• labour source, fertilizer use, land preparation, credit access and credit provision, type of product sold etc. Power relations between different social groupings and also between the social group and other value chain actors (for example between poor farmers and input suppliers vs. better- off farmers and input suppliers) are discussed and recorded. Finally, likely change scenarios are elaborated (e.g. decline in cassava price, opening of new factory) and the potential impact on each social group is discussed and recorded. Figure 3 shows the basic matrix utilized for gender and social inclusion mapping and some examples from Dak Lak are shown in Figure 4.

    Group 1 Group 2 Group 3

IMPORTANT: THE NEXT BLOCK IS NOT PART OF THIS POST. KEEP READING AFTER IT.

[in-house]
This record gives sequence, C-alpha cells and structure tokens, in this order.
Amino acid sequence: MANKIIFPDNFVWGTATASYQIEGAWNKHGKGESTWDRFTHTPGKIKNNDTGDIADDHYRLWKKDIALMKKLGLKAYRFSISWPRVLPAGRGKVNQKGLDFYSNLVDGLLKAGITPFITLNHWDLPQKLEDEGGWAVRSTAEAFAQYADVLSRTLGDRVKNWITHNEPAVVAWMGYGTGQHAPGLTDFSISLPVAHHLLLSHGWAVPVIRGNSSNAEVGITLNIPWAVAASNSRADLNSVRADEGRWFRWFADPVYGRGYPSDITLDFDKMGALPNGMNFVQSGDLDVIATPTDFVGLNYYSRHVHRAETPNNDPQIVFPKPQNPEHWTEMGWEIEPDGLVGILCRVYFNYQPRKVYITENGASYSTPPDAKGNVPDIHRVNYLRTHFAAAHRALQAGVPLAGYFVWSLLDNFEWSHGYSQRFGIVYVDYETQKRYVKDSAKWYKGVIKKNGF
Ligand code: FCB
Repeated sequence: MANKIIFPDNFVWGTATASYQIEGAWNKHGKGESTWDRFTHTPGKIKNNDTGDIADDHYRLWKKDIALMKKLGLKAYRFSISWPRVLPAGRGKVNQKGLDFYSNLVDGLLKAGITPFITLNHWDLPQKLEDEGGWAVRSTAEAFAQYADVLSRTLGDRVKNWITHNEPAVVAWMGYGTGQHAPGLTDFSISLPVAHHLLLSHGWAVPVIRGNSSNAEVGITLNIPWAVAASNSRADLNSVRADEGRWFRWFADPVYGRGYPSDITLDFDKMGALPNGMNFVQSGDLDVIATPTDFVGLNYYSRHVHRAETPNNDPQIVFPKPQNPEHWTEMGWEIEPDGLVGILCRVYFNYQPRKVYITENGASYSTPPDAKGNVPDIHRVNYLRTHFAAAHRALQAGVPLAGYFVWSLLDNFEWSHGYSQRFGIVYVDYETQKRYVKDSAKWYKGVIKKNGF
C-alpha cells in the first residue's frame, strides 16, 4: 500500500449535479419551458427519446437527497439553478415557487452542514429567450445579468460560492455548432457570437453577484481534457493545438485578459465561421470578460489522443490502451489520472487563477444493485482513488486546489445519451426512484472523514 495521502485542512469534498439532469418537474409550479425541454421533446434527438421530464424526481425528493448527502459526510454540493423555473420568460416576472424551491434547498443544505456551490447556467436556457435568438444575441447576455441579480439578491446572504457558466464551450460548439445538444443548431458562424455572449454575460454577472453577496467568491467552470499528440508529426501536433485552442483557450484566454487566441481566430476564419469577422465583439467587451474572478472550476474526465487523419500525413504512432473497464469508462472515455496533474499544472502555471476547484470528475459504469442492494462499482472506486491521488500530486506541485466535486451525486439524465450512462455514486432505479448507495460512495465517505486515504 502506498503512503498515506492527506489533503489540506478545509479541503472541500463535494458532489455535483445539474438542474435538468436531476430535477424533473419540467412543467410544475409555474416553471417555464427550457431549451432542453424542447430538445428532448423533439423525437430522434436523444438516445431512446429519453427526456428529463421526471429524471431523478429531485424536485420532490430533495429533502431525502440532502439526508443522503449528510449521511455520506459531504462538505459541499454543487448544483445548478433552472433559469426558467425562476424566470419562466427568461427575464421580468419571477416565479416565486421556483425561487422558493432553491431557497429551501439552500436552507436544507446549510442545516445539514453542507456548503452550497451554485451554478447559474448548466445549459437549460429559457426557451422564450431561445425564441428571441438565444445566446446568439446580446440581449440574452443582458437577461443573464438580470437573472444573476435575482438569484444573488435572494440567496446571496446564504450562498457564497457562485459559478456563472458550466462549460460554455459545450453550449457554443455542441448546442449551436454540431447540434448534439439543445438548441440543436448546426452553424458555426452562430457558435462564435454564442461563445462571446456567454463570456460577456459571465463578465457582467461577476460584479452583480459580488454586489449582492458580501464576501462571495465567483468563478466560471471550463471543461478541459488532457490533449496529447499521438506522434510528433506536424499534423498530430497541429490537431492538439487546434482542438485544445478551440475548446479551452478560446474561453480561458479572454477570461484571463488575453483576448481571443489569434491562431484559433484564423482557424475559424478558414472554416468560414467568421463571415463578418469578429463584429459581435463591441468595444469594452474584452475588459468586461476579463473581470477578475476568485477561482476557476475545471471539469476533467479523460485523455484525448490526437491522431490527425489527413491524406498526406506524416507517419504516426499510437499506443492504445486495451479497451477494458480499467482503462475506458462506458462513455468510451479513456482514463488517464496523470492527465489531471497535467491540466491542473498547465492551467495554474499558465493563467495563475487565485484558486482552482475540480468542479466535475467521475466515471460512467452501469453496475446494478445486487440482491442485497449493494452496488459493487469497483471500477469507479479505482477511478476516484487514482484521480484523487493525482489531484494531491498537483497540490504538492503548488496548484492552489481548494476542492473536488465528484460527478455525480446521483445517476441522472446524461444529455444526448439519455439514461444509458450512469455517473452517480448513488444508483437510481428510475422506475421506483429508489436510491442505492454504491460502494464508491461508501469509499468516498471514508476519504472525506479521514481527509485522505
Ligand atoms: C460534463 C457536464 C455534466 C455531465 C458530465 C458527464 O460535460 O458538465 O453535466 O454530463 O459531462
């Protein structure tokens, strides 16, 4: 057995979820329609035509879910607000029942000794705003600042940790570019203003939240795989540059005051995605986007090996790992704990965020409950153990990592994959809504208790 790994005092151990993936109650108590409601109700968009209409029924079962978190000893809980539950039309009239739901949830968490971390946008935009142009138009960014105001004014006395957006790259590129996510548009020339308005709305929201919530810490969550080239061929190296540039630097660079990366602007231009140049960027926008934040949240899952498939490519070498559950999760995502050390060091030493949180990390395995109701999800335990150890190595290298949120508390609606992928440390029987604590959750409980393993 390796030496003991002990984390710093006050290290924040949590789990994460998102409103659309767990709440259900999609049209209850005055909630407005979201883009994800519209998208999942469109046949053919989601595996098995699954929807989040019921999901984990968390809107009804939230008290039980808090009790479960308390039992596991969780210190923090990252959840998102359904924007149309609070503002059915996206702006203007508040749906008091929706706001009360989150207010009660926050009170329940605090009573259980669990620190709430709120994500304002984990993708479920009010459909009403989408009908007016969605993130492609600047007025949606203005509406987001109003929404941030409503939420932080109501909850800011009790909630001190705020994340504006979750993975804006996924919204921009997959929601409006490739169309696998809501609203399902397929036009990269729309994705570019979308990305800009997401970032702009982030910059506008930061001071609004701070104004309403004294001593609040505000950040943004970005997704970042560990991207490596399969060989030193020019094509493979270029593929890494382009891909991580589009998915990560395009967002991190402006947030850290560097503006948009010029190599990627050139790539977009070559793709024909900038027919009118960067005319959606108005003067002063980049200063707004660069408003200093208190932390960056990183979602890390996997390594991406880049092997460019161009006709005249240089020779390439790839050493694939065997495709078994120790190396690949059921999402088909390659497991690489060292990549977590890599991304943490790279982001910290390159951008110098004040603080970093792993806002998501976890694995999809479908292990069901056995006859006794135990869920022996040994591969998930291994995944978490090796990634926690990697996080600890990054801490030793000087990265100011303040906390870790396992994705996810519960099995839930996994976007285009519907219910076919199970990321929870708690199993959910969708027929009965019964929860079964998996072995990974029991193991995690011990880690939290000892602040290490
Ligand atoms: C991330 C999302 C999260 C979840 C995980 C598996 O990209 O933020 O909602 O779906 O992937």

Characteristics of Production

    Power relations

    Impact of Change

    Figure 3: Matrix for gender and social inclusion mapping

    Figure 4: Social inclusion mapping from Dak Lak (left – farmers differentiated by ethnic grouping; right – farmers differentiated by poverty status)

    Process Mapping Process mapping is the core of any value chain mapping exercise and is a way of representing the key characteristics of the value chain and value chain actors in an accessible format. Process mapping includes the following key information:

  • Processes – the core processes that occur from inputs to raw material through to final consumption of end products. Typical processes would include input supply, production, collection, trading, processing, wholesaling and retailing Actors – these are the people involved in the value chain. Each process identified will have some actors associated with that process. The characterization of actors can be relatively simple (e.g. “farmers”) or more complex (e.g. “poor farmers, medium farmers, better-off farmers”). The level of co